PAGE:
What was the best advice given to you as an artist?

Advice can come in many shapes and forms, as the business of selling art and making art are two different areas. From an artist and ‘manager’ perspective both belief and conviction are important. And I believe that as an artist no one can tell you what to paint, make or draw. Also, be prepared to make mistakes and discover something new. The environment and the world as it is, almost dictates to a certain extent what we do – lifestyle and choices. How would our work change if trapped on a deserted island? Or going off on a world cruise for a year or two for instance.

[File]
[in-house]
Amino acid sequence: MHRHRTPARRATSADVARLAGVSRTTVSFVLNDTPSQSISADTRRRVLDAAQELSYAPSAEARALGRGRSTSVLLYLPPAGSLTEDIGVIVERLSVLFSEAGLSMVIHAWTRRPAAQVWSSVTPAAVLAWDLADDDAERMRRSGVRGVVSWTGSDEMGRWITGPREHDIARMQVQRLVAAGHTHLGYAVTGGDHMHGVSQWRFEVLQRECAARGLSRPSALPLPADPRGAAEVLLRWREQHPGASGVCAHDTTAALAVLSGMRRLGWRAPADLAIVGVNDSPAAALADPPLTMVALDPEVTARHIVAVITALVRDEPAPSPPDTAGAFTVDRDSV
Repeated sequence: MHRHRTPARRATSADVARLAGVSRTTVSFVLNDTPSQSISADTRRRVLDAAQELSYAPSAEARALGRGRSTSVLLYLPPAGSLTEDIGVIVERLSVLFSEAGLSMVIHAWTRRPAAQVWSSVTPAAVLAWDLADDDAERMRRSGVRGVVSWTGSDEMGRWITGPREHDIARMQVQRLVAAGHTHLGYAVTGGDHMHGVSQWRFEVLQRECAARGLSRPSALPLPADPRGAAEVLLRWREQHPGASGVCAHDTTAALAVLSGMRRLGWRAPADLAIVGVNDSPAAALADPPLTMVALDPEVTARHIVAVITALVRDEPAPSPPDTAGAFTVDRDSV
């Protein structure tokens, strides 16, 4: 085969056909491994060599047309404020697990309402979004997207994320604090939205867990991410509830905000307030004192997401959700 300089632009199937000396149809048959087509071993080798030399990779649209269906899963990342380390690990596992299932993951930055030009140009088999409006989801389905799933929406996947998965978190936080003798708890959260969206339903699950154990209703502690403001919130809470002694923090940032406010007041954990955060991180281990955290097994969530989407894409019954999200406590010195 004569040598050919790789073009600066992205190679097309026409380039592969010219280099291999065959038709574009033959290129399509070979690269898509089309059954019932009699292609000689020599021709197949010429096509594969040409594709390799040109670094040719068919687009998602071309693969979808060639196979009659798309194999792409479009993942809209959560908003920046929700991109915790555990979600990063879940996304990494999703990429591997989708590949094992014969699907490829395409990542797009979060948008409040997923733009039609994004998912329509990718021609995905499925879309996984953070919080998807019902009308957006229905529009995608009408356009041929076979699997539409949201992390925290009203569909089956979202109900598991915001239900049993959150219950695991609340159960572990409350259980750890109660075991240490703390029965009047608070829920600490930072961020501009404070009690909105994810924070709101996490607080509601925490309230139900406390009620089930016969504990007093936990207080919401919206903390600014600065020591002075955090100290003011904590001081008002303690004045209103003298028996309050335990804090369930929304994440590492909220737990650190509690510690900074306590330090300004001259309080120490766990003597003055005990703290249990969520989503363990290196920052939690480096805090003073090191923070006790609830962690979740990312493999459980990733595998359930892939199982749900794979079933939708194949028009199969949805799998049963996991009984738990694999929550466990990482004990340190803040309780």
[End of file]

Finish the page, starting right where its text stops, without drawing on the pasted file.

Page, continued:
The Francis Bacon interviews with David Sylvester are a great insight into Bacon’s working mind and the life of an artist. The interview also provides great advice. However, I feel the best advice comes from sports coaches and psychologists: self-belief, confidence, determination, and commitment.

Prefer to work with music or in silence?

I prefer to work with music. For instance sometimes I am listening to Dub Reggae artists like King Tubby and Lee Scratch Perry. These recordings from the ’70s have recently been re-released and made available on CD. Early Jamaican Dub Reggae is the best – deep bass coming out of the woofers. When it’s playing I’m totally comfortable with it while working. Ambient electronic music also gets played: The Orb, Adrian Sherwood and On-U Sound, and African Head Charge. Sometimes blues music as well, Jack White is a guitar genius!